Traveling Central / South Chile - Feb - March Costs?
Replies: 8 - Last Post: Apr 30, 2013 12:44 PM Last Post By: ecco
Apr 25, 2013 4:11 AM
Traveling Central / South Chile - Feb - March Costs?Hi there,
I wonder how expensive chile really is for backpackers. Im considering a travel to central / south chile, do a lot of hiking ( torres, lake district), maybe a side tirp or two to argentina. Staying in cheap hostels, local food, buses and so on Also its gonne be february / march.. But not doing it the dirt cheap way.. I usually spent around ~900 €, which comes to 1.200 US for a month in Colombia or Venezuela.
How much should I count for a trip to chile? Is it a lot more of trouble to look for traveling cheap in chile then in other countries?
Any advice / experience appreciated.
Apr 25, 2013 5:05 AM
1Questions about costs are always very tricky to answer. Very very tricky.
There is no denying that Chile is one of the continent's most expensive countries, definitely on a par with Argentina and Brazil. It is a modern, advanced economy with a relatively high standard of living and there is no basis for expecting it to be 'cheap'. During high season, prices rise as demand does.
We spent three months Chile from Isla Navarino to Arica. Costs in Chile didn't 'shock' us because we'd spent the previous three months in equally pricey Argentina! In Patagonia, we were paying, on average, $15,000-25,000 per night for double rooms in nice-ish hospedajes or hostels. We don't 'do' dorms but I guess these would be a fair bit cheaper. In heavily touristed areas like Torres del Paine costs can be pretty high: park entry fees, camping fees (in the park up to $8,000 pppn at the non free campsites like Los Cuernos) quickly rack up. Eating and buses are two things I found relatively good value - fixed menus in fire-station restaurants (it's a Chilean thing) can cost as little as $5-6,000.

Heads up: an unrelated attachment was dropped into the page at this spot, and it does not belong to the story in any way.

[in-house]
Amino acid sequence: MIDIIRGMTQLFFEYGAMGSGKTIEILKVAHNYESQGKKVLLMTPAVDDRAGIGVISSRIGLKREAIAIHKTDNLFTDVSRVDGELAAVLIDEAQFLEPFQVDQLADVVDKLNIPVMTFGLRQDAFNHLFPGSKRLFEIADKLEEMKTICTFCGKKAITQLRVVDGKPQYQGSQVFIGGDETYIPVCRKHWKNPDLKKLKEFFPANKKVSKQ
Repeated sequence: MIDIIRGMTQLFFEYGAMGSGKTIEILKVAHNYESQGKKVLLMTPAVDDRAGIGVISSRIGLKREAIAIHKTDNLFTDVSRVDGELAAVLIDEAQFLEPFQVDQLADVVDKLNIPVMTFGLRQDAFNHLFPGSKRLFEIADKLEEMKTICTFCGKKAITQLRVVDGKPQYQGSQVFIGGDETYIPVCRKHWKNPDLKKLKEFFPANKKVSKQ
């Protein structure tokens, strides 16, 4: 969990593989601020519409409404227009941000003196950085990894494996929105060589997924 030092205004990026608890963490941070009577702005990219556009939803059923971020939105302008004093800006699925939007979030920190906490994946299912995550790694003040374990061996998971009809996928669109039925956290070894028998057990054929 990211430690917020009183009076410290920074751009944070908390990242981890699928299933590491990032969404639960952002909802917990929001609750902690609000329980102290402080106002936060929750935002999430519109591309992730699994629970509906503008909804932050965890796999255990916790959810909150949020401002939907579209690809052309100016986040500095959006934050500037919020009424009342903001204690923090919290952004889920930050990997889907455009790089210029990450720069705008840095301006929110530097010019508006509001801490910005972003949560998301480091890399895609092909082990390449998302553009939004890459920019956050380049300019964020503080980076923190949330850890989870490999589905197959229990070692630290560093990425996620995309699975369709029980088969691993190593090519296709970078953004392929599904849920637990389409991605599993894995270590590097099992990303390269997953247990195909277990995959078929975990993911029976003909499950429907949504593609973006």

Basically, it's not Colombia, but it's not Australia or Switzerland either! We spent about US$3,000-3,500 per month in Chile, for two, and doing lots of excursions (paragliding, canyoning, climbing, horse riding...). Most things are per-person (even rooms) so you might not be that much higher than your budget for one. Go expecting the worse and you'll be pleasantly surprised. That always works!
You can get an idea of accommodation and transport prices yourself by visiting Hostelworld.com, and the websites of big Chilean bus companies like Bus Sur, Pullman and Tur-Bus. That way there won't be any nasty surprises.
On the flip side, the southern third of Chile is one great big adventure playground for outdoors enthusiasts. We hiked our hearts out between Tierra del Fuego and Pucón - and walking is cheap. Plenty of suggestions for treks, with photos, on our blog.
My #1 tip: don't miss Chiloé. Not everyone likes it but we certainly did.
Edited by: polyglot25
Apr 25, 2013 5:44 PM
Apr 25, 2013 5:52 PM
Apr 26, 2013 6:07 AM
Apr 26, 2013 6:34 AM
5Well it is possible to travel cheap in Chile. First of all you can buy food in supermarkets. Restaurants are generally expensive except for some cheap lunches in major cities. Second, Southern Chile has lot of family accomodation which charge a price per person, so cheap if you're alone (often cheaper than hostel dormitories), most of those places are not on the Internet. Third, if you go trekking, you can camp for free or very cheap in the nature; only the Torres del Paine comes expensive.
BUT February is very high season. Busses cost much more than in low season, and it may be difficult to find a cheap room.
Apr 26, 2013 8:04 AM
6Yes $40 per day was on the low side. I traveled outside of high season when buses where much cheaper which makes a huge difference. TdP on the cheap will still work out at $50 per day approx once you add in all the park fees etc. Very true what Willampsie says about family run accommodation. Look around on arrival to find the cheapest places. Agreed that Chile is at least a bit cheaper than Argentina.
Apr 29, 2013 12:03 AM
Apr 30, 2013 12:44 PM
8March will be cheaper than February. Schools go back in the first week of March, marking the end of the long Chilean summer holidays. Prices drop for some things, especially accommodation. I'm spending about $50/day, staying in hostels, cooking sometimes, restaurants sometimes, taking some tours. You can certainly do it cheaper but may need to miss some things.
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